TAX THE RICH | A group of rich Connecticut residents is proposing a state income tax hike on the wealthy that would bring in an additional $1 billion in tax revenue. The group, known as Fair Share Connecticut, wrote an open letter to Gov. Ned Lamont and the state legislature. Both the new governor and lawmakers have been hesitant to raise the state income tax again after four hikes in 12 years that did not raise as much tax revenue as predicted. But the group argues that tax increases are necessary to fix the state’s budget deficit of $1.5 billion. “We are a group of wealthy Connecticut residents who implore you to make us part of the solution to Connecticut’s current fiscal crisis and the strategy for future prosperity across our entire state," the letter said. “We cannot continue kicking the can down the road. We need to take bold action." The group seeks a 3% increase on the tax rate for couples making more than $5 million, a 2% increase on couples making more than $1 million, and a 1% increase on couples making more than $500,000. A spokesperson for Lamont, Maribel la Luz, said the governor is not interested in raising taxes. “Connecticut still hasn’t recovered the jobs it lost during the last recession, lagging behind our neighboring states, and the only way out is to create more good-paying jobs and opportunities for our residents and families. We cannot tax our way to growth,” la Luz said. But some of the letter’s signers are adamant, and signed on to a similar letter sent two years ago to then-Gov. Dannel P. Malloy. “If those of us who are doing better don’t pay our fair share, society will have more people falling through the cracks,” said signer David B. Bingham. [Connecticut Post; Hartford Courant]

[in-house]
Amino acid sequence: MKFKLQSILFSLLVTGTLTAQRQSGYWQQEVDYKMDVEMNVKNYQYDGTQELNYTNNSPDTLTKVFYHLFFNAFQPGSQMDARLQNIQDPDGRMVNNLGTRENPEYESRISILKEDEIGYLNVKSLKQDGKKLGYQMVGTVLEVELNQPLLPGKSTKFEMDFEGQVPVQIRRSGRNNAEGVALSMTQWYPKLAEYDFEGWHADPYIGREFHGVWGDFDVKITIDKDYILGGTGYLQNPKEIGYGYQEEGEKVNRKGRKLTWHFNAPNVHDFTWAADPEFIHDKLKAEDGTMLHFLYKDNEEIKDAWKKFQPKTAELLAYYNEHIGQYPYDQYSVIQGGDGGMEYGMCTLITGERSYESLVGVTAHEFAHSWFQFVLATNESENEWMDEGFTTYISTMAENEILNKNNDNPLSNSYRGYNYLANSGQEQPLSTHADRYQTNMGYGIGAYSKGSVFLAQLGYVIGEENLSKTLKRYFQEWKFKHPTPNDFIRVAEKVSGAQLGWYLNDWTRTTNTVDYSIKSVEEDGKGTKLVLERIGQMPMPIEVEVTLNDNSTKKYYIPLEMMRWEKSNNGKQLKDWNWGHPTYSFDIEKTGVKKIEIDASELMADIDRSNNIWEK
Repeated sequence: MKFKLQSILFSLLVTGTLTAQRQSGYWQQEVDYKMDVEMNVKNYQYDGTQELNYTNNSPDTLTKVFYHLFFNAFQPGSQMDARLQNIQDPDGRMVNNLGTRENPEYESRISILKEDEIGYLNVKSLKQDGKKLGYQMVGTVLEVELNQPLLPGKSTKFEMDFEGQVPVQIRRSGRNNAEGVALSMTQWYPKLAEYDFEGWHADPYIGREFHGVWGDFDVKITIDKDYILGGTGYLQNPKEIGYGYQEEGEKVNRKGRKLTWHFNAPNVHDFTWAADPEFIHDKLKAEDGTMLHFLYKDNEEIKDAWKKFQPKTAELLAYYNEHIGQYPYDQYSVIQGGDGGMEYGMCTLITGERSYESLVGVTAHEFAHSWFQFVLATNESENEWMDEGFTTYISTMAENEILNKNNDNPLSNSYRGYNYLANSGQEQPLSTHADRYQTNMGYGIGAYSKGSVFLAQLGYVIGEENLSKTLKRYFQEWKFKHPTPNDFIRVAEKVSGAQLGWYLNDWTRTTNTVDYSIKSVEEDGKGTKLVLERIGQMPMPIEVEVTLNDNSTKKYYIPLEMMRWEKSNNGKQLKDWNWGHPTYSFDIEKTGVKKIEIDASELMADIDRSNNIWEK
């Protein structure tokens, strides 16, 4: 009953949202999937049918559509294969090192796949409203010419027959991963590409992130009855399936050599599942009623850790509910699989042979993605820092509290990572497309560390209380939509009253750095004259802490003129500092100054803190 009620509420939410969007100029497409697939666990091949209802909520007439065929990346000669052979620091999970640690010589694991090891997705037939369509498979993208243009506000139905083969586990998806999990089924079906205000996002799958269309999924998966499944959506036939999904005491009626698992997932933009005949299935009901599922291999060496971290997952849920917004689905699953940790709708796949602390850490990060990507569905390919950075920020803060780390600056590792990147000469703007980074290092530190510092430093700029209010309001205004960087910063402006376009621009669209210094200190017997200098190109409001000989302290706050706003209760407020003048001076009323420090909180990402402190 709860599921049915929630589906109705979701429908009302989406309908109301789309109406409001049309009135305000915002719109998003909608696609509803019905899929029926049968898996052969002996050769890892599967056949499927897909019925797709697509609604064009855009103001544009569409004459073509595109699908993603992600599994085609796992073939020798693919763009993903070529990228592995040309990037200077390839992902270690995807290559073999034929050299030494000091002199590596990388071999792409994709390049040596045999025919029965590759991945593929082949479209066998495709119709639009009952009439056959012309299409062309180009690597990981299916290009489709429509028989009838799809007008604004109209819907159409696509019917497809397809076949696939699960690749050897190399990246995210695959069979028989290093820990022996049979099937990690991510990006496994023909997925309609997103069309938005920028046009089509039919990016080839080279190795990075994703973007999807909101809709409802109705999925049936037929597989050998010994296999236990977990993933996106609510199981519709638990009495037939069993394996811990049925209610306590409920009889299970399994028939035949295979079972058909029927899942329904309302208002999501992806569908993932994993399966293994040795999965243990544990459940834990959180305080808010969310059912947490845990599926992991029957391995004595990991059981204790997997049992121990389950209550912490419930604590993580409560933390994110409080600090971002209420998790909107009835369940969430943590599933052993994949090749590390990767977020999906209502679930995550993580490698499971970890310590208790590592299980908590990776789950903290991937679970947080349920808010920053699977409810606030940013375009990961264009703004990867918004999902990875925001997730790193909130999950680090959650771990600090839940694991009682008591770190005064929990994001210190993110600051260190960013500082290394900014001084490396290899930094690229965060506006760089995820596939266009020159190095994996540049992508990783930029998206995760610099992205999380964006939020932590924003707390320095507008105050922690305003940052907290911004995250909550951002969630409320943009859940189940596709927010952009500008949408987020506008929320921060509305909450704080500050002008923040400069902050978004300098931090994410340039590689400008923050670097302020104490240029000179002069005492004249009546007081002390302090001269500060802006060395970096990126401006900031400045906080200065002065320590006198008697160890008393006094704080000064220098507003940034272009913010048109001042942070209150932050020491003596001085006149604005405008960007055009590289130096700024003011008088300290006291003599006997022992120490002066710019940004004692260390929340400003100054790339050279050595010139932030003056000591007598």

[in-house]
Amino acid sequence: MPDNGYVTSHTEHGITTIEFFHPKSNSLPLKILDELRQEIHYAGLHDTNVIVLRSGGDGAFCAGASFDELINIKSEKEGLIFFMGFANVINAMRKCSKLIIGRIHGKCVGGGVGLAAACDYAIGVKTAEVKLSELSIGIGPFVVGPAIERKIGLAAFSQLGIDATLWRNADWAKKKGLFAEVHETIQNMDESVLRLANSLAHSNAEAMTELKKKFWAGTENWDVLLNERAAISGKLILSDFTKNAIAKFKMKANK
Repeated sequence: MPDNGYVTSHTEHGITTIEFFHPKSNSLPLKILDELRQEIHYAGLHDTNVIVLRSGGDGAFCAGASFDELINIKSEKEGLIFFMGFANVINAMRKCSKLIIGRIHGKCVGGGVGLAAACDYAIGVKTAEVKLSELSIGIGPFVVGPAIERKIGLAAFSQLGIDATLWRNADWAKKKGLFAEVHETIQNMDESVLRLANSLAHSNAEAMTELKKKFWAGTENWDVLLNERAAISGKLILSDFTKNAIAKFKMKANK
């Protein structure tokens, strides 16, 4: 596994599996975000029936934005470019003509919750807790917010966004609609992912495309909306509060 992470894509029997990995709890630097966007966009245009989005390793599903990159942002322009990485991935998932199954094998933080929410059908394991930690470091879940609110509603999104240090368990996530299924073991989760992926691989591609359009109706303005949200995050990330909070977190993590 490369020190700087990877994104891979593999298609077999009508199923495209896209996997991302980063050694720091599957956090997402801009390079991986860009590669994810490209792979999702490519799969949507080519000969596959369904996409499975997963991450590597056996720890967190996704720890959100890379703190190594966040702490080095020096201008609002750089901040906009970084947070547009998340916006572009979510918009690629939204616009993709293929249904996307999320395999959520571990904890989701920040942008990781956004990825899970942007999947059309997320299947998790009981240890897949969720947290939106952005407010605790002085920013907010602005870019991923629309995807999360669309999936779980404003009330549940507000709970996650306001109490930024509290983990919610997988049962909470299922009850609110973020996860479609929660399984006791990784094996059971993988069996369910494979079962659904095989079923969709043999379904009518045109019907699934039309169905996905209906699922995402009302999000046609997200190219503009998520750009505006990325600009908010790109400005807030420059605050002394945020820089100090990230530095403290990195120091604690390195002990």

FLOODING | The Mississippi River is finally below flood level, leading crews to begin cleanup throughout the Midwest. In Davenport, Iowa, Public Works crews have begun to wash away debris left behind when the river receded. “We have gotten so used to seeing the water out there. To see it finally go away is just a big sigh of relief,” said Adam Jones, who owns a local business. Before roads can reopen, though, the city will have to do inspections for their safety. The past 12 months have been the wettest on record in the U.S., but the rain isn’t over, and the weather is expected to get worse in the Midwest later this week. "Some of the upcoming rainfall may overlap locations that were hit hard with flooding during the latter part of the winter and the first part of the spring," said AccuWeather meteorologist Paul Pastelok. [WQAD; Accuweather]